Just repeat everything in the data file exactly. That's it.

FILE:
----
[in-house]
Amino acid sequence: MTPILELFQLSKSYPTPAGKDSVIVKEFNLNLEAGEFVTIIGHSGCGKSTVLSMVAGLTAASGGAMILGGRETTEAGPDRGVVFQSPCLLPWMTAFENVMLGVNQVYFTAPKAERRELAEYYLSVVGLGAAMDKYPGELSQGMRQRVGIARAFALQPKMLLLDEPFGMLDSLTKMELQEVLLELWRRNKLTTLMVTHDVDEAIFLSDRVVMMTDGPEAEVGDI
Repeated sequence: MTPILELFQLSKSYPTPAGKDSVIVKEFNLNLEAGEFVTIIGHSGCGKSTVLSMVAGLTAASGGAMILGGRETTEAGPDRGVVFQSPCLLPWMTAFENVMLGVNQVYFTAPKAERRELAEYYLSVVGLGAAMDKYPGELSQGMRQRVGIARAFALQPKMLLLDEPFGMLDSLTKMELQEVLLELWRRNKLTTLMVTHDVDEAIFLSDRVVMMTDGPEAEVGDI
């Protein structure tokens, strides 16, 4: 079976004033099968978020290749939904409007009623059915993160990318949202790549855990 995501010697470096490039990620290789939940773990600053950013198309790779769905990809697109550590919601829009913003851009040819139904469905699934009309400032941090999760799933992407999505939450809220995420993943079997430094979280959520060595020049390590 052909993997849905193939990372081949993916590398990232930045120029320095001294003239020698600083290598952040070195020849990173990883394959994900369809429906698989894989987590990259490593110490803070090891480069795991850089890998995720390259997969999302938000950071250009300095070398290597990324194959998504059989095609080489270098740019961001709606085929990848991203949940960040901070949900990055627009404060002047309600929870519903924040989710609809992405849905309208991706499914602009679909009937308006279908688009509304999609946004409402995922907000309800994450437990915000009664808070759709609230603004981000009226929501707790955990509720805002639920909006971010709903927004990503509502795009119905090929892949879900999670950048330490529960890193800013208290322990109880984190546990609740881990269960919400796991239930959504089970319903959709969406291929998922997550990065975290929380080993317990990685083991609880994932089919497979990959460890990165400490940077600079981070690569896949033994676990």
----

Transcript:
[in-house]
Amino acid sequence: MTPILELFQLSKSYPTPAGKDSVIVKEFNLNLEAGEFVTIIGHSGCGKSTVLSMVAGLTAASGGAMILGGRETTEAGPDRGVVFQSPCLLPWMTAFENVMLGVNQVYFTAPKAERRELAEYYLSVVGLGAAMDKYPGELSQGMRQRVGIARAFALQPKMLLLDEPFGMLDSLTKMELQEVLLELWRRNKLTTLMVTHDVDEAIFLSDRVVMMTDGPEAEVGDI
Repeated sequence: MTPILELFQLSKSYPTPAGKDSVIVKEFNLNLEAGEFVTIIGHSGCGKSTVLSMVAGLTAASGGAMILGGRETTEAGPDRGVVFQSPCLLPWMTAFENVMLGVNQVYFTAPKAERRELAEYYLSVVGLGAAMDKYPGELSQGMRQRVGIARAFALQPKMLLLDEPFGMLDSLTKMELQEVLLELWRRNKLTTLMVTHDVDEAIFLSDRVVMMTDGPEAEVGDI
């Protein structure tokens, strides 16, 4: 079976004033099968978020290749939904409007009623059915993160990318949202790549855990 995501010697470096490039990620290789939940773990600053950013198309790779769905990809697109550590919601829009913003851009040819139904469905699934009309400032941090999760799933992407999505939450809220995420993943079997430094979280959520060595020049390590 052909993997849905193939990372081949993916590398990232930045120029320095001294003239020698600083290598952040070195020849990173990883394959994900369809429906698989894989987590990259490593110490803070090891480069795991850089890998995720390259997969999302938000950071250009300095070398290597990324194959998504059989095609080489270098740019961001709606085929990848991203949940960040901070949900990055627009404060002047309600929870519903924040989710609809992405849905309208991706499914602009679909009937308006279908688009509304999609946004409402995922907000309800994450437990915000009664808070759709609230603004981000009226929501707790955990509720805002639920909006971010709903927004990503509502795009119905090929892949879900999670950048330490529960890193800013208290322990109880984190546990609740881990269960919400796991239930959504089970319903959709969406291929998922997550990065975290929380080993317990990685083991609880994932089919497979990959460890990165400490940077600079981070690569896949033994676990």